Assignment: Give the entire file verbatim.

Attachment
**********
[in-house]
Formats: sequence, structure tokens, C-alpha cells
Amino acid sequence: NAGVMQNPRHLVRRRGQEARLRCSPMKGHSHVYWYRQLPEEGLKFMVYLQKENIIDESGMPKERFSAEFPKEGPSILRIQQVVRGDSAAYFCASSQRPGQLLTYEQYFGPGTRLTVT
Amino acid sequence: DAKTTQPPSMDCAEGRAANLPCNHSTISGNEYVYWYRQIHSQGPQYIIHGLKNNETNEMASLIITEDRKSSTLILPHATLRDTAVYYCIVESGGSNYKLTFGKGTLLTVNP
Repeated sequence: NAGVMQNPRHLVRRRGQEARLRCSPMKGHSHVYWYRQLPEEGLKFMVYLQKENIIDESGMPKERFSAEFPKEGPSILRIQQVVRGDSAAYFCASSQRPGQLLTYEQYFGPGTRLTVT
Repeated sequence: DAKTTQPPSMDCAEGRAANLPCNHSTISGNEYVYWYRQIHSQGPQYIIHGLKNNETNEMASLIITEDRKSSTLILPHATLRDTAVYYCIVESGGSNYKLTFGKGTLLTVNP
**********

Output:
[in-house]
Formats: sequence, structure tokens, C-alpha cells
Amino acid sequence: NAGVMQNPRHLVRRRGQEARLRCSPMKGHSHVYWYRQLPEEGLKFMVYLQKENIIDESGMPKERFSAEFPKEGPSILRIQQVVRGDSAAYFCASSQRPGQLLTYEQYFGPGTRLTVT
Amino acid sequence: DAKTTQPPSMDCAEGRAANLPCNHSTISGNEYVYWYRQIHSQGPQYIIHGLKNNETNEMASLIITEDRKSSTLILPHATLRDTAVYYCIVESGGSNYKLTFGKGTLLTVNP
Repeated sequence: NAGVMQNPRHLVRRRGQEARLRCSPMKGHSHVYWYRQLPEEGLKFMVYLQKENIIDESGMPKERFSAEFPKEGPSILRIQQVVRGDSAAYFCASSQRPGQLLTYEQYFGPGTRLTVT
Repeated sequence: DAKTTQPPSMDCAEGRAANLPCNHSTISGNEYVYWYRQIHSQGPQYIIHGLKNNETNEMASLIITEDRKSSTLILPHATLRDTAVYYCIVESGGSNYKLTFGKGTLLTVNP